Can I do business as a sole proprietor while I’m setting up an LLC?
QUESTION: I am interested in leaving my current firm and going out on my own. Ideally, I would like to make this change immediately, but I have not yet set up my own LLC. My friend, who is a broker, told me that I could be a sole proprietor while I set up my LLC, but she also said I could only receive referral fees or represent friends and family unless I designate myself as a BIC and I have not taken the 12-hour class yet. Can you help me out?
ANSWER: First of all, our answer to your question assumes you meet the Real Estate Commission’s experience requirements to be a BIC. If you don’t meet those requirements, it will be very difficult for you to start your own firm. The Commission’s rules do generally require a sole proprietor to designate himself or herself as a broker-in charge. There is an exception to this requirement if the sole proprietor does not: (i) deposit and maintain monies belonging to others in a trust account, (ii) engage in advertising or promoting his or her services as a broker in any manner, or (iii) have any brokers affiliated with him or her in the real estate business. If you don’t fit into the exception to the BIC requirement, you’d need to designate yourself as BIC of any sole proprietorship you may choose to establish.
However, a broker can designate himself or herself as BIC of a sole proprietorship immediately and take the 12-hour BIC class within 120 days following the designation, so you would not need to limit your brokerage activities for any period of time. By the way, the Real Estate Commission offers the 12 hour BIC course across the state multiple times a month.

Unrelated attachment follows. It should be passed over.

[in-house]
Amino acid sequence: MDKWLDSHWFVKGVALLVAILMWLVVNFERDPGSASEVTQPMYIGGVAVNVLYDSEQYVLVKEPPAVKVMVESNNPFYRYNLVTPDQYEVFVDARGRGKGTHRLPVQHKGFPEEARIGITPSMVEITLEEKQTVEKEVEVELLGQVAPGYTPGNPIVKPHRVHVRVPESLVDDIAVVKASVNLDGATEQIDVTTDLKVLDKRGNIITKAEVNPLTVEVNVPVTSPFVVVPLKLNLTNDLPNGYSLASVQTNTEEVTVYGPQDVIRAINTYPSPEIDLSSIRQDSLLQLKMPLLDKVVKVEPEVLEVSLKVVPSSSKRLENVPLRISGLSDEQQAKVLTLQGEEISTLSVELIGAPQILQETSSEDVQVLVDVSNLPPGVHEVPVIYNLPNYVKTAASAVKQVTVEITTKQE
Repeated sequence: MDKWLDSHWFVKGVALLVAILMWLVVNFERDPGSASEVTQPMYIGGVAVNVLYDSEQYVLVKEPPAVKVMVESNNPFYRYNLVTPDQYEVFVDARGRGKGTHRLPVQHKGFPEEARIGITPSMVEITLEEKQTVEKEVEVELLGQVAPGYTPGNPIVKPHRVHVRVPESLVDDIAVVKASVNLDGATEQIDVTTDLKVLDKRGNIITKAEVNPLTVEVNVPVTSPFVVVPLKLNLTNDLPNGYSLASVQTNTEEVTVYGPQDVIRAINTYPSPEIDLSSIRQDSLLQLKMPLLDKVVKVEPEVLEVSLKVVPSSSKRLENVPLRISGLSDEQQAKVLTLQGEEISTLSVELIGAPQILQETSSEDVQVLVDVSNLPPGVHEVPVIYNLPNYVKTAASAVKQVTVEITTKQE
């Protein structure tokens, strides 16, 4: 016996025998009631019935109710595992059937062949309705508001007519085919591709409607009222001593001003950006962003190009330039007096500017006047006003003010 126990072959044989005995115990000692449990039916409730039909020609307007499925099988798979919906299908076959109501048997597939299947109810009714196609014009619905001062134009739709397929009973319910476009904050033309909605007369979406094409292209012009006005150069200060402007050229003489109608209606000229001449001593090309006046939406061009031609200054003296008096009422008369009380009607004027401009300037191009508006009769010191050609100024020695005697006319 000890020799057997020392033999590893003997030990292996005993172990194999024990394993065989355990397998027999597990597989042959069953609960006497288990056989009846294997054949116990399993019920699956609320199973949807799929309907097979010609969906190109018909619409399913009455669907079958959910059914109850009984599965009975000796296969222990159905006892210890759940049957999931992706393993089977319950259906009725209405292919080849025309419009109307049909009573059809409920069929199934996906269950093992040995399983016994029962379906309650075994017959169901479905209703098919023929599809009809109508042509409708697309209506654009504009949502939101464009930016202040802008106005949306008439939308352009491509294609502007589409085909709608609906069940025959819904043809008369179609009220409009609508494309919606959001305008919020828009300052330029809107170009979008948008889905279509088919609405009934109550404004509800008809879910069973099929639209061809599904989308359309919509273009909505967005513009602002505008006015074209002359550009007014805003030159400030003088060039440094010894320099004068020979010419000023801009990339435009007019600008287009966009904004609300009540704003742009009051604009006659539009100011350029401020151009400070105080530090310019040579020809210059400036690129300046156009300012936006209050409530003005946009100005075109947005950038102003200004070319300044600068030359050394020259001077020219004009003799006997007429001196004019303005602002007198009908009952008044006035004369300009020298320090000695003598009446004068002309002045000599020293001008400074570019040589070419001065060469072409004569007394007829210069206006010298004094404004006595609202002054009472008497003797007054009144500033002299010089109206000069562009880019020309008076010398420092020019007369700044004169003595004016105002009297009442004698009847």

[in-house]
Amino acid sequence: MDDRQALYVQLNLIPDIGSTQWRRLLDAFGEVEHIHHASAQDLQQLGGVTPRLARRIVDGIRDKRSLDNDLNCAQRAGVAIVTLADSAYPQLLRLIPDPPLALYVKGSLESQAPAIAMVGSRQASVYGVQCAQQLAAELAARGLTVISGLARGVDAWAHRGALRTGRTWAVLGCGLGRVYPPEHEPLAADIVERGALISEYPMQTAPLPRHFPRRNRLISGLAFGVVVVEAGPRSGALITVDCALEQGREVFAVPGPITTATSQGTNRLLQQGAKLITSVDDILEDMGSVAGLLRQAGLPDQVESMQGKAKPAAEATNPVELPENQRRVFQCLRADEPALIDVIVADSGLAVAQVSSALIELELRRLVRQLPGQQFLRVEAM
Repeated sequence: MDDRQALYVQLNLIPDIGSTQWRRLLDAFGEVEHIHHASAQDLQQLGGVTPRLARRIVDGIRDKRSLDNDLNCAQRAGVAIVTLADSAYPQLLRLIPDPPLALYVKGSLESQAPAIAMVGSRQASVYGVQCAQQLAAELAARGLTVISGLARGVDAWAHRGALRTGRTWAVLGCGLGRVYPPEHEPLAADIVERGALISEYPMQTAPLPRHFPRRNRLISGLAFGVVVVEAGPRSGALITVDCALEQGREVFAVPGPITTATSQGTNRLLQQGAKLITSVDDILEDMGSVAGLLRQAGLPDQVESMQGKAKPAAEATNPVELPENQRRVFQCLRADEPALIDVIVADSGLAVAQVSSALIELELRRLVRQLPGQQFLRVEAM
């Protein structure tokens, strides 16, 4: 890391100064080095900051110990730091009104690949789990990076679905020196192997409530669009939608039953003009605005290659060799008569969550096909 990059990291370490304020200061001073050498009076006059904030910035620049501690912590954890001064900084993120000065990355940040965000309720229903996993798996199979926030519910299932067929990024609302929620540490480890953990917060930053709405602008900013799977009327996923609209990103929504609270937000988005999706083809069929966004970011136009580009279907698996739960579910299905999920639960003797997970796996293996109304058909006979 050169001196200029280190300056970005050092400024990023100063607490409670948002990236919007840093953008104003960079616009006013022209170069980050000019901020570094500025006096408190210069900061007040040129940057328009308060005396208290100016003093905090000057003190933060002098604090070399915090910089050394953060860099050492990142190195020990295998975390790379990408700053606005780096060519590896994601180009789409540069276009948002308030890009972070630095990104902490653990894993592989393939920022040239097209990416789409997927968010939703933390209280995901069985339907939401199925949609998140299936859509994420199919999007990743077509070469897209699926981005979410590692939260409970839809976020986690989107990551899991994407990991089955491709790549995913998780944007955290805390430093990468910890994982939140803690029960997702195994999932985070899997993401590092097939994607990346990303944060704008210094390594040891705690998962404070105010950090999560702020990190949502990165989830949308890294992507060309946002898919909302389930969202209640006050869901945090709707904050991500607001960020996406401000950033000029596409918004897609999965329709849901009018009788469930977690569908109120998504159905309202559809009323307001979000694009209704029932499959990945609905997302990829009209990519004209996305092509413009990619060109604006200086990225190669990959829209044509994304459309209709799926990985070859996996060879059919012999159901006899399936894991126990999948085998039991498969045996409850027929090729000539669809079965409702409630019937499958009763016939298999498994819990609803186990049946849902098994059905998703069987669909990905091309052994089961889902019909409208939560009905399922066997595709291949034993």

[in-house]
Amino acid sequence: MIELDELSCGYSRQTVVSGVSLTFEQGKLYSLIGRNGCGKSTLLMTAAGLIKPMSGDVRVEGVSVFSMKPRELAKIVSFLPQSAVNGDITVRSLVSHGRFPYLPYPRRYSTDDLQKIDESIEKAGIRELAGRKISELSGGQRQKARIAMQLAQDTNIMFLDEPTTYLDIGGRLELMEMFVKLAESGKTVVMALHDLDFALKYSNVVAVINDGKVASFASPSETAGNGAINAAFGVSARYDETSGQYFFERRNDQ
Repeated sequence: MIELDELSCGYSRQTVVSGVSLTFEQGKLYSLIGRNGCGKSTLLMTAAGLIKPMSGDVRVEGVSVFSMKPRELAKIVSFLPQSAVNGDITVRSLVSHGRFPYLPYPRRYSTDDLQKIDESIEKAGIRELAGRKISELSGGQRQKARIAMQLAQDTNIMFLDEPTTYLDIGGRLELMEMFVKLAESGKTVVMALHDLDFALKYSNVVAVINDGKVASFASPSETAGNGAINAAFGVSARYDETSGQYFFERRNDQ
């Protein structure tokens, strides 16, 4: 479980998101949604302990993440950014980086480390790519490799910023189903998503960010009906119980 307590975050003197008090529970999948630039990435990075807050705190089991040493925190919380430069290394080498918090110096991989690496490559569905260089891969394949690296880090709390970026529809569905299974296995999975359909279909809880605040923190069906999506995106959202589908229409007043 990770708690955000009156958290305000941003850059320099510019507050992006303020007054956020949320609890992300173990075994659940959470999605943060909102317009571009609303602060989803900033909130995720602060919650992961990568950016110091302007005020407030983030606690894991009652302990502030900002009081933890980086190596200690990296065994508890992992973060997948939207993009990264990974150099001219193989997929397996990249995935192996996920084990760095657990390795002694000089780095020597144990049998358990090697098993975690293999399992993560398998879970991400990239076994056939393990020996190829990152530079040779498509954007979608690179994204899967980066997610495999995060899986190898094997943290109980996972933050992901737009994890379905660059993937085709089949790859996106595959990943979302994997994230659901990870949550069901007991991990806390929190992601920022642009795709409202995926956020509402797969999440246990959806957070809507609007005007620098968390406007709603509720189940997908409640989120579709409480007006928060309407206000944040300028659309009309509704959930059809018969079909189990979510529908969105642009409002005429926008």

It does not take very long to set up an LLC, get it licensed with the Commission, and designate yourself as the Qualifying Broker and BIC. You might consider staying with your current firm until the LLC is up and running rather than going through a transitional phase as a sole proprietor. For example, if you entered into a listing agreement while you were operating as a sole proprietor and later began operating the LLC, you’d need to amend the listing agreement to reflect the change in the form of your business.
Your friend was thinking of the exception to the requirement that sole proprietors name themselves as BIC of their proprietorship. Although a broker could conceivably engage in general brokerage as a sole proprietorship without designating himself/herself as BIC, the exception to the BIC requirement primarily benefits brokers who are not active in the business but want to keep their license on active status so they can receive referral fees and perhaps do an occasional transaction.
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